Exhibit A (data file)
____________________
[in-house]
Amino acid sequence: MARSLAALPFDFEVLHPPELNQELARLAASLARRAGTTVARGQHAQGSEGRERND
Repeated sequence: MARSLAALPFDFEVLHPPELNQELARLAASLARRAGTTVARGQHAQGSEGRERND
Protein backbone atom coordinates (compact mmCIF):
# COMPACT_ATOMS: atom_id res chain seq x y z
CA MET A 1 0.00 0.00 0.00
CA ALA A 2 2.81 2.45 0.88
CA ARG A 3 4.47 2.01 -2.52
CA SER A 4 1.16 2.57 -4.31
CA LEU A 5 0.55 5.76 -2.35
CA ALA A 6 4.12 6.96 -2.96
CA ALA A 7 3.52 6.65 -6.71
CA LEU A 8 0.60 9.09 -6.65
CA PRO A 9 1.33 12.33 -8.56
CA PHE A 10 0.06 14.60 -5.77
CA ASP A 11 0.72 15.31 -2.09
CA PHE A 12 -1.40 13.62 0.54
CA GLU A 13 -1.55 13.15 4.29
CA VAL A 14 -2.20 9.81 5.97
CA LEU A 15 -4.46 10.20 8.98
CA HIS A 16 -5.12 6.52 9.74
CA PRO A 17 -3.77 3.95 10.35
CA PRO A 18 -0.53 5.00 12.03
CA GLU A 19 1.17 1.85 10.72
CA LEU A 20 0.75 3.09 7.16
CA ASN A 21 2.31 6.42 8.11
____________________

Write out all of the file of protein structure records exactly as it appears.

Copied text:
[in-house]
Amino acid sequence: MARSLAALPFDFEVLHPPELNQELARLAASLARRAGTTVARGQHAQGSEGRERND
Repeated sequence: MARSLAALPFDFEVLHPPELNQELARLAASLARRAGTTVARGQHAQGSEGRERND
Protein backbone atom coordinates (compact mmCIF):
# COMPACT_ATOMS: atom_id res chain seq x y z
CA MET A 1 0.00 0.00 0.00
CA ALA A 2 2.81 2.45 0.88
CA ARG A 3 4.47 2.01 -2.52
CA SER A 4 1.16 2.57 -4.31
CA LEU A 5 0.55 5.76 -2.35
CA ALA A 6 4.12 6.96 -2.96
CA ALA A 7 3.52 6.65 -6.71
CA LEU A 8 0.60 9.09 -6.65
CA PRO A 9 1.33 12.33 -8.56
CA PHE A 10 0.06 14.60 -5.77
CA ASP A 11 0.72 15.31 -2.09
CA PHE A 12 -1.40 13.62 0.54
CA GLU A 13 -1.55 13.15 4.29
CA VAL A 14 -2.20 9.81 5.97
CA LEU A 15 -4.46 10.20 8.98
CA HIS A 16 -5.12 6.52 9.74
CA PRO A 17 -3.77 3.95 10.35
CA PRO A 18 -0.53 5.00 12.03
CA GLU A 19 1.17 1.85 10.72
CA LEU A 20 0.75 3.09 7.16
CA ASN A 21 2.31 6.42 8.11